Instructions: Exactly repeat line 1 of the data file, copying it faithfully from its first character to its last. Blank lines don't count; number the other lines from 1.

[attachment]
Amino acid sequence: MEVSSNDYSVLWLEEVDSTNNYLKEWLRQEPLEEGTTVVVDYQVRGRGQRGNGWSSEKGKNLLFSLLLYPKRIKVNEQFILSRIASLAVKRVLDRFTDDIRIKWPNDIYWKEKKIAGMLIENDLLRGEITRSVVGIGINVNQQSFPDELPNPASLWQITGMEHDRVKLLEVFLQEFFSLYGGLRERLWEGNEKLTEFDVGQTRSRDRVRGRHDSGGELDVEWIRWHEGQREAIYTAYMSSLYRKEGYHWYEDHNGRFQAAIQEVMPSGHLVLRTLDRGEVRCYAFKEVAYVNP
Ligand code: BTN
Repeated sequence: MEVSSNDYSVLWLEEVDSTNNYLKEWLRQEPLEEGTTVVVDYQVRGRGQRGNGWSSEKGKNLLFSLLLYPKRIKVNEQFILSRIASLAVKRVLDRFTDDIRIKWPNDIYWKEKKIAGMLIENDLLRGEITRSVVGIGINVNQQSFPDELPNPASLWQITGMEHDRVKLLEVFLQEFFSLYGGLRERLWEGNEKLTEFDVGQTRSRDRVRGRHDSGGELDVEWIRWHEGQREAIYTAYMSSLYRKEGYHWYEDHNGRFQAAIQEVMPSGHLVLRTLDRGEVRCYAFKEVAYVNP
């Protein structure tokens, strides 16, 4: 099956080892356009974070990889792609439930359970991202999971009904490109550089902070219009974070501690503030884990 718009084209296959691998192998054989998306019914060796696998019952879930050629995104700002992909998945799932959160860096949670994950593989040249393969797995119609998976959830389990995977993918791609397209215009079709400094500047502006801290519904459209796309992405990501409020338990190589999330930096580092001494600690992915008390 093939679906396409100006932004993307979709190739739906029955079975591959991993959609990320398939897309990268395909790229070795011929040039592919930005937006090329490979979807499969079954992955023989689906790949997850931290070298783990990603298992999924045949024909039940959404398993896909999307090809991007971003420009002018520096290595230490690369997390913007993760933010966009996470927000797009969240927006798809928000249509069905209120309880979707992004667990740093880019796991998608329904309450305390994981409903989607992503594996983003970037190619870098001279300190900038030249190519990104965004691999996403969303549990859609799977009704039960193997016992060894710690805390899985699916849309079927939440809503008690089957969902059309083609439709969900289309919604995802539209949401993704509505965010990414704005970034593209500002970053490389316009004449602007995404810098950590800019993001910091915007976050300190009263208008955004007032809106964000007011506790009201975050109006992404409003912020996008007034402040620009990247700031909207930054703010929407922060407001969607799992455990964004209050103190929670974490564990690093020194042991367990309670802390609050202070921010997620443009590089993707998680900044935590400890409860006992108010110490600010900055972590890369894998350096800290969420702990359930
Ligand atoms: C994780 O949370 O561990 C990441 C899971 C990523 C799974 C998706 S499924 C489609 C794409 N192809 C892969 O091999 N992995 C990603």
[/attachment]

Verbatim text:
Amino acid sequence: MEVSSNDYSVLWLEEVDSTNNYLKEWLRQEPLEEGTTVVVDYQVRGRGQRGNGWSSEKGKNLLFSLLLYPKRIKVNEQFILSRIASLAVKRVLDRFTDDIRIKWPNDIYWKEKKIAGMLIENDLLRGEITRSVVGIGINVNQQSFPDELPNPASLWQITGMEHDRVKLLEVFLQEFFSLYGGLRERLWEGNEKLTEFDVGQTRSRDRVRGRHDSGGELDVEWIRWHEGQREAIYTAYMSSLYRKEGYHWYEDHNGRFQAAIQEVMPSGHLVLRTLDRGEVRCYAFKEVAYVNP